Some scientists have argued that bringing race into the field of medical genetics research is problematic or even damaging. But Penn philosopher Quayshawn Spencer has a different view, one based on nuanced concepts of semantics and language, which says there is a racial classification that’s medically useful to reliably sample human genetic diversity. He published his work in the journal Philosophical Studies.
As an example, Spencer brings up a random sampling of the United States population to look for links between alleles and traits within the human genome. If racial distribution were irrelevant, he argues, the resulting proportion of Pacific Islanders from pulling such a sample—less than 1 percent—wouldn’t matter. But in actuality, Pacific Islanders have extensive genetic diversity so such a sample should really include about 20 percent of this group.
“There have been arguments that suggest it’s a mistake to think about race based on genetics in any way,” Spencer says. “What I show is that you can’t account for the meanings of some of the racial terms we use if you don’t think about some races as ancestry groups in the way that population genetics tells you they are.”
Spencer approaches the issue from a philosopher’s perspective, and it’s a question his work has been trying to answer for five years.
He began this research by delving into the five racial classifications on the Census, selected and defined by the Office of Management and Budget (OMB): white, black, American Indian, Asian, and Native Hawaiian or Other Pacific Islander. According to the OMB, these racial classifications were supposed to be comprehensive, based on ancestry, and not be redundant. But applying a philosophical theory called referential semantics, Spencer found that the racial groups didn’t actually fit the government’s intended descriptions.
To understand this argument, it’s important to understand the philosophical concept called truth conditional semantics, which says broadly that a term’s meaning is what you need to know about that term to discern whether the sentences in which it appears are true. Philosophers fall into two main camps here, descriptivists and referentialists, and for both, context matters a great deal.
As its name suggests, descriptivism states that a word’s meaning is the description used to fix the reference of the word. Referentialists, on the other hand, argue that a term is defined by the person or item to which the term refers.
Consider Barack Obama. Who is he? A descriptivist would define “Barack Obama” as the 44th president of the U.S. A referentialist, on the other hand, would point to the specific man being referenced; perhaps that man is the former Commander in Chief, but perhaps he is someone else, such as a neighbor’s new baby.
This is where context helps. Contemplate the sentence, “It’s possible for Barack Obama to not have become president.” Under the descriptivist meaning given above—in other words, that “Barack Obama” is defined as “44th president of the U.S.”—the sentence is always false. Under referentialist meaning, however, if “Barack Obama” means the actual man himself, then this sentence is true because that man might not have become a U.S. president at all, much less the president following George W. Bush.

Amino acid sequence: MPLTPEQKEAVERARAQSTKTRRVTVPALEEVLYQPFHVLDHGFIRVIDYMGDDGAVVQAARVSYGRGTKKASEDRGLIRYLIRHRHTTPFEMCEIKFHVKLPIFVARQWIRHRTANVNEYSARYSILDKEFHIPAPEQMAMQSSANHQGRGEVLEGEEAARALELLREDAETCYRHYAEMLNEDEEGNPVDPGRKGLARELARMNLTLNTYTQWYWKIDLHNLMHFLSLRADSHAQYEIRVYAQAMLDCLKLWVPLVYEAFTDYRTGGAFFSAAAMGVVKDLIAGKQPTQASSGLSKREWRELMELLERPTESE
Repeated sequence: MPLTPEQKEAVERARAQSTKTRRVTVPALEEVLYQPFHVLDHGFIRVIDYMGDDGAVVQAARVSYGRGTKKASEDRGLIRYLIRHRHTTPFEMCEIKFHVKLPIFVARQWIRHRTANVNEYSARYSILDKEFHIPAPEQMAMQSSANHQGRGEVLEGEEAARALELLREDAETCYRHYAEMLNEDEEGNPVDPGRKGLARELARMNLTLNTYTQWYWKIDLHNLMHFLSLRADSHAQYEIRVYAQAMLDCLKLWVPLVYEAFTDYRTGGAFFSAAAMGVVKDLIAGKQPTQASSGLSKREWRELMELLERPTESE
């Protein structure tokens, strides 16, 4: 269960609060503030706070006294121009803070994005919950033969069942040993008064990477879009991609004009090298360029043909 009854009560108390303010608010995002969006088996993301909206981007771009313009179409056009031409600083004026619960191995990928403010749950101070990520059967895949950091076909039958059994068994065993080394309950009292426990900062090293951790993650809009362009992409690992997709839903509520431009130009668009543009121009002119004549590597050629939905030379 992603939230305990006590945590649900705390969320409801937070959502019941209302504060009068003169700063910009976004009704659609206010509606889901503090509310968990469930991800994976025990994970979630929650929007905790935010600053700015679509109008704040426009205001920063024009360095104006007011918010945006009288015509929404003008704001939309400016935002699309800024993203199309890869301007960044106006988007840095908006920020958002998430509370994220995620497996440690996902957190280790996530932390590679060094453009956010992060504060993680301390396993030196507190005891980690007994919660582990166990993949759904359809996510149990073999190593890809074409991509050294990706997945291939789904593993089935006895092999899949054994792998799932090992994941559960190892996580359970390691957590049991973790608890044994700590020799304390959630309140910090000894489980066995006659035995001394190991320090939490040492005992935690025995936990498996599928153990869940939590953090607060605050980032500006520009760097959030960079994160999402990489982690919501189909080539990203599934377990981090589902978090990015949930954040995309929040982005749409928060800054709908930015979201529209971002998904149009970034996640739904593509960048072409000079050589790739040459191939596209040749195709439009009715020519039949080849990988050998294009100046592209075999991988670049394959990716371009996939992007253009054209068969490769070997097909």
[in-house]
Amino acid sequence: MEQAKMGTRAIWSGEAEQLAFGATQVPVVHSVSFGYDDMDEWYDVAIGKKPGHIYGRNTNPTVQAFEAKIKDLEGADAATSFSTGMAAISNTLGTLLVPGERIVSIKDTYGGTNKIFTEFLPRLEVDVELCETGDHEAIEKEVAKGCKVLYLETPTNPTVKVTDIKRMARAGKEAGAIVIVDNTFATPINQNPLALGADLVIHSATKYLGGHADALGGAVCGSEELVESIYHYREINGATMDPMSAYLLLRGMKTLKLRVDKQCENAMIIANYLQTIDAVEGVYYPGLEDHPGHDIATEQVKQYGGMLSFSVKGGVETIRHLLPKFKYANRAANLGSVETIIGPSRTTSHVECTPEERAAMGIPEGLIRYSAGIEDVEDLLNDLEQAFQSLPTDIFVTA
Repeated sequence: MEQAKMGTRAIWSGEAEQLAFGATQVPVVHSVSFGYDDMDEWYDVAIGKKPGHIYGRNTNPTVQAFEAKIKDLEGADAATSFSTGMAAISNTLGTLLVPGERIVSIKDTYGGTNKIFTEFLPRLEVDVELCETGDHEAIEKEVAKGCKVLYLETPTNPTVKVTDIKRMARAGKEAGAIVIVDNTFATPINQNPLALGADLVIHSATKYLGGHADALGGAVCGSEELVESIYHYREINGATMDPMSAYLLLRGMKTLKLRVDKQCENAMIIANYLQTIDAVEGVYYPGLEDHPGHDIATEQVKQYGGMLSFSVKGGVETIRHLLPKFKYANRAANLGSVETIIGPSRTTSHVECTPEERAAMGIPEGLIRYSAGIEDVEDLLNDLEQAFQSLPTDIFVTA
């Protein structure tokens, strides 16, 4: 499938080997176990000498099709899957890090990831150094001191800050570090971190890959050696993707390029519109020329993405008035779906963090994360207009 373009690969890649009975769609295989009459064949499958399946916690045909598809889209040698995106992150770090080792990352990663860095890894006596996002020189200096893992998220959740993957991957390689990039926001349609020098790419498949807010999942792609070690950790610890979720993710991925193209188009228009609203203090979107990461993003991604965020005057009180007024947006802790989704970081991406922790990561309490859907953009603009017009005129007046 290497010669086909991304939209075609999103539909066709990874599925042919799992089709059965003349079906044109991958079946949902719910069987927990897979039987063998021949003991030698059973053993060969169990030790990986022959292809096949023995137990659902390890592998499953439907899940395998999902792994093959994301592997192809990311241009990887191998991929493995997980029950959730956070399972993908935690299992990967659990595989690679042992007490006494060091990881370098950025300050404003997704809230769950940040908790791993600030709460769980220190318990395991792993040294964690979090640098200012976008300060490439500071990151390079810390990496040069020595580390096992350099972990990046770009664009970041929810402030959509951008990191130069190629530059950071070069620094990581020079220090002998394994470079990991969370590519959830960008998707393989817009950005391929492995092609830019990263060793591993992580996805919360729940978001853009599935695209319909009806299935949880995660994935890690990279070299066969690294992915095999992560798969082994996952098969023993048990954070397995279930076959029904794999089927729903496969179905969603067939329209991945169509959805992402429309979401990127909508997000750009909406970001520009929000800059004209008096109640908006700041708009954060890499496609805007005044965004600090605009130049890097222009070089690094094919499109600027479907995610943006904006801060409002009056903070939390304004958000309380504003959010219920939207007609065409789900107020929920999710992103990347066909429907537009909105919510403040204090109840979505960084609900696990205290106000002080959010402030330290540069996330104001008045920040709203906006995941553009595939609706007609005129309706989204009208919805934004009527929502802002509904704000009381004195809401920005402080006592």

“For every sentence, you’ve got to get the right truth-value,” Spencer says. “When you look at the total array of sentences that we use a term like ‘Barack Obama’ in, what’s common is a reference, in this case, the man Barack Obama.”
Spencer then applied this thinking to the OMB’s racial classifications. The federal government, for instance, defines white as “a person having origins in any of the original peoples of Europe, the Middle East, or North Africa.” But Spencer found that didn’t align with theories coming out of evolutionary biology, which said that people migrated out of Africa in two waves via Eurasia, one group taking a southern route, the other traveling north.
“If a white person is anyone who has ancestry from Europe, the Middle East, or North Africa, that’s every single human being except for those with 100 percent ancestry in sub-Saharan Africa,” he explains. In other words, taking these definitions at their face value leads to unintended results and not necessarily to the groups the OMB indicated it was trying to capture.
“But,” Spencer adds, “the oddities melt away when you take the terms’ meanings instead to be references,” and in particular, the five genomic ancestry groups discovered by population geneticists: Africans, Caucasians, East Asians, Native Americans, and Pacific Islanders.
Spencer published these findings in 2014. His new paper takes them a step further, applying this idea to medical genetics research. Rebutting those who have argued that race should not be part of this field, he states that there is a racial classification that’s medically useful to reliably sample human genetic diversity—although at this point not one that should necessarily be put into practice by clinicians providing medical treatment.
“Until recently, philosophers weren’t contributing that much to this discussion,” he says. “This new paper takes on the challenge of showing that, using semantic theory, OMB races do have utility in medical genetics. If you think about these races merely as genomic ancestry groups, you can get the ‘right’ results for who is white, who is black, and so on, and that can offer some guidance.”
Quayshawn Spencer is an assistant professor in the philosophy department in the School of Arts and Sciences. The paper, “A racial classification for medical genetics,” will be published in the May 2018 issue of Philosophical Studies.